Loki’s mistletoe dart is often overlooked in lists of powerful weapons of Norse mythology. However, it played a crucial role in some of the key Norse stories. According to legend, Baldr, the son of Frigg and Odin, was beloved by everyone and everything in the nine realms.
Except for Loki, of course.
Fearing that she would lose Baldr, his mother, Frigg, went around the world and made every single thing vow never to hurt him. The mistletoe, though, was a young, inconsequential tree, so she didn’t stop to get its promise. Loki, discovering this oversight, created a dart from mistletoe.
A popular game among the Aesir was to throw axes, knives, and other weapons at Baldr and watch them bounce off him, leaving him unharmed. Loki gave the mistletoe dart to Baldr’s blind brother Hodr and told him to join in on the fun and throw it at Baldr.
Hodr did, and the mistletoe killed Baldr instantly. This event is the triggering one for Ragnarok, making the mistletoe dart a significant weapon indeed.
Like Hofud, Lævateinn is another largely unknown weapon in Norse mythology. Scholars and avid readers know the name but don’t know much about it. In fact, people aren’t even sure what it is.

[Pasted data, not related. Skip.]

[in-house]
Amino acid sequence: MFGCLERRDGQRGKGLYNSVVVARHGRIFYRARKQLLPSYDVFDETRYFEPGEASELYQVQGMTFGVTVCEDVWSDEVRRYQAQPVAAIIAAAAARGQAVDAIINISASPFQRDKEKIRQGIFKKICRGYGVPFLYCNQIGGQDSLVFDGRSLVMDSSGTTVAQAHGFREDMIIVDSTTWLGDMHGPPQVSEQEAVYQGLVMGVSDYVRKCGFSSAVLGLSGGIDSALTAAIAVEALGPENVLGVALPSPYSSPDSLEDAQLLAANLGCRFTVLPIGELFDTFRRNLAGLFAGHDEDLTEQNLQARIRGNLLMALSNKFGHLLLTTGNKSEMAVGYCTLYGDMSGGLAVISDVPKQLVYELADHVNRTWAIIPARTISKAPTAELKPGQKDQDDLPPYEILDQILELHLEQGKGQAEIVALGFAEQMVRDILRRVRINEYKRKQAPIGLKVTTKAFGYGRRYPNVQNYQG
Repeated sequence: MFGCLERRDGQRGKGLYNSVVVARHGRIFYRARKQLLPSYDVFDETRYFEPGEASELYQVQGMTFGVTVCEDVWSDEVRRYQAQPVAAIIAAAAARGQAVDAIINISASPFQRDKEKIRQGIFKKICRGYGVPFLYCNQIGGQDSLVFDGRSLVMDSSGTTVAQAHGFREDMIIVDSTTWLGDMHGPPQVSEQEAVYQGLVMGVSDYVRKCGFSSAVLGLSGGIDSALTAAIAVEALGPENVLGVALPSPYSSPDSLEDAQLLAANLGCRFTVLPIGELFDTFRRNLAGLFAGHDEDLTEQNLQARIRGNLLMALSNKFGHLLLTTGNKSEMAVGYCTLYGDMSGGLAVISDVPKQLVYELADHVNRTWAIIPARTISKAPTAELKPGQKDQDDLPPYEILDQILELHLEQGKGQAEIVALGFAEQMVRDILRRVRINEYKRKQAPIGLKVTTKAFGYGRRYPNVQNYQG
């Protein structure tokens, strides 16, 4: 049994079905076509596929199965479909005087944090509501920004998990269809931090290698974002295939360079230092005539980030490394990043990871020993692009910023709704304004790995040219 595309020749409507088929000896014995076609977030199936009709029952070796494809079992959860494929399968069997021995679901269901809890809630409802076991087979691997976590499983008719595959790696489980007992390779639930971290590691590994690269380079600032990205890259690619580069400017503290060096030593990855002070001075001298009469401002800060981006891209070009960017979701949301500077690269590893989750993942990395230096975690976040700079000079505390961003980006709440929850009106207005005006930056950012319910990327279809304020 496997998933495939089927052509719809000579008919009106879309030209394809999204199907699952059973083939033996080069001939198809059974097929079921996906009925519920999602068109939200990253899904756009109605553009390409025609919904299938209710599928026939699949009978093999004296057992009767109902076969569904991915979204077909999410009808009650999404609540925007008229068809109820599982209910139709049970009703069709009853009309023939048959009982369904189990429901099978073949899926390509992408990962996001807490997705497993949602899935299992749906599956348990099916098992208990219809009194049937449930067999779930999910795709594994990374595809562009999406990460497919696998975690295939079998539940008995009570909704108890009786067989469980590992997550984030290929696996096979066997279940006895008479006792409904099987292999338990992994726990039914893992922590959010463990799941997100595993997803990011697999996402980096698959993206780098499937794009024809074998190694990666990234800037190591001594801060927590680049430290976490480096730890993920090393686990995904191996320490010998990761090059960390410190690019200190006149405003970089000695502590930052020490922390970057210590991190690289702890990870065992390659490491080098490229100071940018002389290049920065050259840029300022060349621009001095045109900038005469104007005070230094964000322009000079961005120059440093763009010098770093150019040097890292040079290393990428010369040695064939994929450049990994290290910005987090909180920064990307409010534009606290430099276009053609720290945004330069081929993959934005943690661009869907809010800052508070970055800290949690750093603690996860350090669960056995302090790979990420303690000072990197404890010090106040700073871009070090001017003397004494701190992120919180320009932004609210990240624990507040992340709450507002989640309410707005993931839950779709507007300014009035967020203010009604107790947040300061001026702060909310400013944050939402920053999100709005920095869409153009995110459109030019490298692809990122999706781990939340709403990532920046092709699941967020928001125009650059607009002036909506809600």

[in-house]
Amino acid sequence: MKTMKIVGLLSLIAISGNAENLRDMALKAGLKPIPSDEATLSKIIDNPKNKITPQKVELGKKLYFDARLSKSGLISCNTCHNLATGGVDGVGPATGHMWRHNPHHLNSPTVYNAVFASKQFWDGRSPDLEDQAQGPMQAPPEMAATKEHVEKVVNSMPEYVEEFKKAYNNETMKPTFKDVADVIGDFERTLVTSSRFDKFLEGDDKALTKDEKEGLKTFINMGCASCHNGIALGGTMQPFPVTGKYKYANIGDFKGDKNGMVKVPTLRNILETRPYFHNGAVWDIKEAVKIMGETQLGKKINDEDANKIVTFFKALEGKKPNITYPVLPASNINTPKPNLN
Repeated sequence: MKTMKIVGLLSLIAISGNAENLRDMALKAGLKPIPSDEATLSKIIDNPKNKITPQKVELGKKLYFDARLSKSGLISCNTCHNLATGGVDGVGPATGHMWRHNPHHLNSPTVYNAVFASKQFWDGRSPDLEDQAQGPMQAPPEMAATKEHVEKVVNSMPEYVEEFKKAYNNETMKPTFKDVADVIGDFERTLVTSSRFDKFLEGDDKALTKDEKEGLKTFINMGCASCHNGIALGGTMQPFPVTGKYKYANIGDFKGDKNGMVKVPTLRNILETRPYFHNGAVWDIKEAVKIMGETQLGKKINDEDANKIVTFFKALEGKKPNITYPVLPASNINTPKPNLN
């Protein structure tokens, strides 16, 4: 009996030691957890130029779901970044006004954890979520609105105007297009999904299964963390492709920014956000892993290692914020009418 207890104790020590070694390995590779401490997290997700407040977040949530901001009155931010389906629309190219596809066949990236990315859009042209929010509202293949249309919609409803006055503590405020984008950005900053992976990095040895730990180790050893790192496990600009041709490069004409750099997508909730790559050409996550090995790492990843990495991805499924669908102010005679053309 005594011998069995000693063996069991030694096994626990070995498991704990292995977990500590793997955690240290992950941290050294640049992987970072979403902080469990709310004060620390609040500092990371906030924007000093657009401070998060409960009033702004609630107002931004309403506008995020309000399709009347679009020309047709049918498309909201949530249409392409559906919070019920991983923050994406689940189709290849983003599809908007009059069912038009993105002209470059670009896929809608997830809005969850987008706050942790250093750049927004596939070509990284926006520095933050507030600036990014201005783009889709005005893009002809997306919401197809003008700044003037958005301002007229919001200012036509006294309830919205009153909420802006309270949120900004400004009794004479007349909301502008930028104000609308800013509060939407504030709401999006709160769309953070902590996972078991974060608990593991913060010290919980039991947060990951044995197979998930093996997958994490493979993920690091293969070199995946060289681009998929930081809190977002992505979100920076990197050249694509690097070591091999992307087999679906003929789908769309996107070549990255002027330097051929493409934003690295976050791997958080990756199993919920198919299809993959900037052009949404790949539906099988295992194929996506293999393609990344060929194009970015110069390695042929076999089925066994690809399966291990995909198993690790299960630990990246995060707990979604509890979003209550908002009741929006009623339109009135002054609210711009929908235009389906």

Some call it a wand; others a dart or arrow. It’s mentioned briefly in the saga Fjölsvinnsmál, which claims it was created by and belongs to Loki. It’s also the only weapon capable of killing Víðópnir, the bird that sits on top of Yggdrasil.
Unfortunately, Loki doesn’t carry the weapon. Instead, it was taken from him and remains locked away in Hel. The sagas are unclear whether he will retrieve and use it to kill Víðópnir.
Unlike all the other weapons on this list, Gram (literally ‘wrath’) doesn’t belong to a Norse god. Instead, it’s the sword of one of the Vikings’ greatest heroes, Sigurd, the dragon slayer. Initially, Odin gave the shining, golden blade to Sigurd’s father, Sigmund. However, Odin also broke the weapon when he sided with Sigmund’s opponent in Sigmund’s last battle.
Later, Sigurd receives Gram, still in pieces, from his mother and has a blacksmith reforge it for him. He then uses it to kill the dragon Fafnir with a single strike and kills his father’s enemies to avenge his death. 
When Sigurd and his wife die, the sword burns with them on their funeral pyre.
Other Significant Items in Norse Mythology
While not necessarily weapons, there are also plenty of other significant items in Norse mythology. Many of them were so special that they even had names. Some of the most important of these include:
- Skidbladnir: Frey’s magical ship that could fold up small enough to fit in his pocket
- Gleipnir: A powerful chain forged by dwarves to bind Fenrir until Ragnarok
- Draupnir: Odin’s magical arm ring (or ring) that drops eight new golden rings every ninth night
- Andvaranaut: A ring just like Draupnir; however, this one is cursed
- Vidar’s Shoes: Powerful boots made from discarded leather that will allow Vidar to kill Fenris at Ragnarok
- Gjallarhorn: The horn of Heimdallr that he’ll use to alert the nine realms when Ragnarok begins
- Gullinbursti: Freyr’s golden boar that glows in the dark
- Brisingamen: Freya’s golden, flaming necklace
- Megingjörð: Thor’s belt of strength
- Járnglófar: Thor’s gloves (or gauntlets)